Is this US tour your first major tour?
I’ve been touring a bit in Japan, Australia, Europe this year and last year. But yeah, first tour when there’s a solid block of a load of dates with minimal downtime. It’s 23 dates in the space of a month. It’s 24/7 in the club, it’s a pretty weird experience. I have a few more dates then a bit of a break… two days in Austin, TX.. I can’t wait to get some BBQ! I’m looking forward to LA too, that will be cool to hook up with Flying Lotus, Thundercat, Teebs, all the rest of the Brainfeeder lot. It’s been a mad experience so far, I don’t really wanna go home really! I’d love to stay after the tour and scope out NYC again.
Does the touring inspire your music once you return back home?
The newer stuff I’m working on is a bit more housey and techno vibes, taking influences from bits and pieces that i’ve heard. Especially out in the club, making productions specifically for the club, approaching it in a different way. Instead of like, ‘headphone music in your bath’. I like to keep it fresh and experiment with new ideas, and so I’m working on stuff that’s a step away from the Nostalchic album, and experimenting with some weird stuff. I’ve been looping a lot of stuff and playing guitar again.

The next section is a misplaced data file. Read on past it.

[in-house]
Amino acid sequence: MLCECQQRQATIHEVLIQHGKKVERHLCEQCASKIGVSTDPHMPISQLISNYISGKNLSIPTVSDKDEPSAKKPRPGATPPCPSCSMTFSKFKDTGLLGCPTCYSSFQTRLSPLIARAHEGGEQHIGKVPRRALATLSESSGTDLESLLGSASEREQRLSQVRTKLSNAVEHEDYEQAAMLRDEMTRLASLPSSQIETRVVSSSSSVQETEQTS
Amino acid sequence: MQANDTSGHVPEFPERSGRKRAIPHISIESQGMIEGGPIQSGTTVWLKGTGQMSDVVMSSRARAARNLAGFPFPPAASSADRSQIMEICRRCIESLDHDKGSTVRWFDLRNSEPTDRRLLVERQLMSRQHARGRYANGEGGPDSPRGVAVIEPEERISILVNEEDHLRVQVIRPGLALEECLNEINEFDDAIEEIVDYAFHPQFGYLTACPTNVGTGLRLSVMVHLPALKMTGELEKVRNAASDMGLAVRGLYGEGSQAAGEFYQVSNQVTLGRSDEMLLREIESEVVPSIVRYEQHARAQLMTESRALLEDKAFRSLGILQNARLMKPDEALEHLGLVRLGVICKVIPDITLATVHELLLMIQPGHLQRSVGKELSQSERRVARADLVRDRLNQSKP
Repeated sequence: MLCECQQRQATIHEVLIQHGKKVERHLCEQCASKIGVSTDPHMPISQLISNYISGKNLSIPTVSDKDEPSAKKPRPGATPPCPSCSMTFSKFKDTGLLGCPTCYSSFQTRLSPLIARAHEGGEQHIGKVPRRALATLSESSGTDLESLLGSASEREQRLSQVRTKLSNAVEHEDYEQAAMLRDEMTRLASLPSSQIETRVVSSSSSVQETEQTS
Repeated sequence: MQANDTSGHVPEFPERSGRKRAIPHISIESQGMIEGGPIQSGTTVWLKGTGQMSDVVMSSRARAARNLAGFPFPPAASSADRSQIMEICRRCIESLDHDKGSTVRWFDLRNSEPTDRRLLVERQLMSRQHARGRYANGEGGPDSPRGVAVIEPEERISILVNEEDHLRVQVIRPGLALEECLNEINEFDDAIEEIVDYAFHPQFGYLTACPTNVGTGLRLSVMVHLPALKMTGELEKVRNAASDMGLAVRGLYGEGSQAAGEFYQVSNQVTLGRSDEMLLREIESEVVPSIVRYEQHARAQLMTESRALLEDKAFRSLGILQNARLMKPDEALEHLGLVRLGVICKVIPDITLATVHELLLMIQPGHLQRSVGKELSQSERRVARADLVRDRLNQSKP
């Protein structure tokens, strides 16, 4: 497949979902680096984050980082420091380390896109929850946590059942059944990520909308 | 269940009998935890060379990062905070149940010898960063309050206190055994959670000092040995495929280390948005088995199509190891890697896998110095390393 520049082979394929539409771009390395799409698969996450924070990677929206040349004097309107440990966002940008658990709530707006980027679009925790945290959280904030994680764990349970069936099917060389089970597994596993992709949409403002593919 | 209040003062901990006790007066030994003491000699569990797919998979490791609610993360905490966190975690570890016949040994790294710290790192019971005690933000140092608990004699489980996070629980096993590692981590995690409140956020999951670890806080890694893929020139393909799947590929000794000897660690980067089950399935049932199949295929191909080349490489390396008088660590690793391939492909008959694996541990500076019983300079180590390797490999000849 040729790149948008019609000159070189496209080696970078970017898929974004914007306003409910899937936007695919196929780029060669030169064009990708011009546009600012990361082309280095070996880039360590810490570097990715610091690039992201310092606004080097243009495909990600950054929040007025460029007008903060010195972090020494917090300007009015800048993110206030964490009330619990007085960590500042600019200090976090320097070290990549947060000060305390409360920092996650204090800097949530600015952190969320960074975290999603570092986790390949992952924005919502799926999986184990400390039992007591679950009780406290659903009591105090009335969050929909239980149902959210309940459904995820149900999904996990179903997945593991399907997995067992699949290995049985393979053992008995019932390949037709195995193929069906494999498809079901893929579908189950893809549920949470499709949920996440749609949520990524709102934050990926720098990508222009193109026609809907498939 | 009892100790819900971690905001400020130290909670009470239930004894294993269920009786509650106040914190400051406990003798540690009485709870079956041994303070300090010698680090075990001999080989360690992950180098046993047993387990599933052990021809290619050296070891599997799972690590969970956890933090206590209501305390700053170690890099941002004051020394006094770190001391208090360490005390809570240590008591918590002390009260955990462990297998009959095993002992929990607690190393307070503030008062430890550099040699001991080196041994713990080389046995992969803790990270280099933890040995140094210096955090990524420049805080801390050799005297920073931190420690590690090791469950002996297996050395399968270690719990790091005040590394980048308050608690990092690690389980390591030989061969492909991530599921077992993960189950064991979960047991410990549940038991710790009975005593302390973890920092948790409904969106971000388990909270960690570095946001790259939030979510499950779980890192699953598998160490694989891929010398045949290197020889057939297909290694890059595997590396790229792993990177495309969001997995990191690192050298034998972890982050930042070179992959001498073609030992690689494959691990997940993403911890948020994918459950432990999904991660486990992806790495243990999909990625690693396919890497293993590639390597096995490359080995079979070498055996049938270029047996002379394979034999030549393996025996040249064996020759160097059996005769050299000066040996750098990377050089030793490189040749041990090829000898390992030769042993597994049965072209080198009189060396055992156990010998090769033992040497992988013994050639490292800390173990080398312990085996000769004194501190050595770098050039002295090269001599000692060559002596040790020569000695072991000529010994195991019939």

Do you prefer to be recording in the studio or performing live?
Recording in the studio. I’m the dude that kinda sits in his bedroom and doesn’t go out much when I’m writing. I think that’s where I’m best suited, but it’s dope to come out and play and travel the world and meeting loads of people. I dig both, but definitely producing is where I thrive.
A fun one to end on: Which historical musical moment do you wish you were present for?
That’s a good one… When David Hasslehoff sang at the Berlin Wall coming down. I wish I was there for that. That’s probably the most horrendous thing I have ever seen. He’s got his glitzy jacket in with lights built into it….
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Interview by Lee Jarvis